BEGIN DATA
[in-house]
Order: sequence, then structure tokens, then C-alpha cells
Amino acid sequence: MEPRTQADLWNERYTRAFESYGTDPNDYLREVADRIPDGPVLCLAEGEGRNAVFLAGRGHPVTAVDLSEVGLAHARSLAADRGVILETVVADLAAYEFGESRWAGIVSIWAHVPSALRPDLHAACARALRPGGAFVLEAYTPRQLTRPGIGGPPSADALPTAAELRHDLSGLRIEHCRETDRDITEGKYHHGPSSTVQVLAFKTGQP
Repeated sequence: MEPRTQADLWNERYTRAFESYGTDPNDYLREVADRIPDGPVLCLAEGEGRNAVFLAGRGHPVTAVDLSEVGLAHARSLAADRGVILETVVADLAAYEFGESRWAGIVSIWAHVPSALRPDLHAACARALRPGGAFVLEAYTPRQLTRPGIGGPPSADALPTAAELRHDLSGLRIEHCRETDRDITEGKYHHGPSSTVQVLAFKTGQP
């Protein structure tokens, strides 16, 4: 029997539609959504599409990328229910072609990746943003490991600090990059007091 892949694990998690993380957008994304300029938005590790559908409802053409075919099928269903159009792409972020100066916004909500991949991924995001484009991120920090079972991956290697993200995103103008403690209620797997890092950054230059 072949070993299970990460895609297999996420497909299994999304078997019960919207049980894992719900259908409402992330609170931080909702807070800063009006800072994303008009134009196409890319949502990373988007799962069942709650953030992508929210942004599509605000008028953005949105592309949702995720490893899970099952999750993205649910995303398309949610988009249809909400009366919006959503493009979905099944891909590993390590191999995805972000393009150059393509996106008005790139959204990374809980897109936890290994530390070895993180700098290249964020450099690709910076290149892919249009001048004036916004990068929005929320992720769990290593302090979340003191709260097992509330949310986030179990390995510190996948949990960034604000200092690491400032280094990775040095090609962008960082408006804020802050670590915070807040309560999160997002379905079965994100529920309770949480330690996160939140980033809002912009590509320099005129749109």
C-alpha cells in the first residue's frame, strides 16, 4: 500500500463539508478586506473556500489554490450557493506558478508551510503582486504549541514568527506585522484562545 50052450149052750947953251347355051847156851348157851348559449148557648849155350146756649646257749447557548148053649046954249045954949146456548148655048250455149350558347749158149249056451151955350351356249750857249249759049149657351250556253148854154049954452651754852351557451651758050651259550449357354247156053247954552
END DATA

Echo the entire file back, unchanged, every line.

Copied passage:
[in-house]
Order: sequence, then structure tokens, then C-alpha cells
Amino acid sequence: MEPRTQADLWNERYTRAFESYGTDPNDYLREVADRIPDGPVLCLAEGEGRNAVFLAGRGHPVTAVDLSEVGLAHARSLAADRGVILETVVADLAAYEFGESRWAGIVSIWAHVPSALRPDLHAACARALRPGGAFVLEAYTPRQLTRPGIGGPPSADALPTAAELRHDLSGLRIEHCRETDRDITEGKYHHGPSSTVQVLAFKTGQP
Repeated sequence: MEPRTQADLWNERYTRAFESYGTDPNDYLREVADRIPDGPVLCLAEGEGRNAVFLAGRGHPVTAVDLSEVGLAHARSLAADRGVILETVVADLAAYEFGESRWAGIVSIWAHVPSALRPDLHAACARALRPGGAFVLEAYTPRQLTRPGIGGPPSADALPTAAELRHDLSGLRIEHCRETDRDITEGKYHHGPSSTVQVLAFKTGQP
């Protein structure tokens, strides 16, 4: 029997539609959504599409990328229910072609990746943003490991600090990059007091 892949694990998690993380957008994304300029938005590790559908409802053409075919099928269903159009792409972020100066916004909500991949991924995001484009991120920090079972991956290697993200995103103008403690209620797997890092950054230059 072949070993299970990460895609297999996420497909299994999304078997019960919207049980894992719900259908409402992330609170931080909702807070800063009006800072994303008009134009196409890319949502990373988007799962069942709650953030992508929210942004599509605000008028953005949105592309949702995720490893899970099952999750993205649910995303398309949610988009249809909400009366919006959503493009979905099944891909590993390590191999995805972000393009150059393509996106008005790139959204990374809980897109936890290994530390070895993180700098290249964020450099690709910076290149892919249009001048004036916004990068929005929320992720769990290593302090979340003191709260097992509330949310986030179990390995510190996948949990960034604000200092690491400032280094990775040095090609962008960082408006804020802050670590915070807040309560999160997002379905079965994100529920309770949480330690996160939140980033809002912009590509320099005129749109």
C-alpha cells in the first residue's frame, strides 16, 4: 500500500463539508478586506473556500489554490450557493506558478508551510503582486504549541514568527506585522484562545 50052450149052750947953251347355051847156851348157851348559449148557648849155350146756649646257749447557548148053649046954249045954949146456548148655048250455149350558347749158149249056451151955350351356249750857249249759049149657351250556253148854154049954452651754852351557451651758050651259550449357354247156053247954552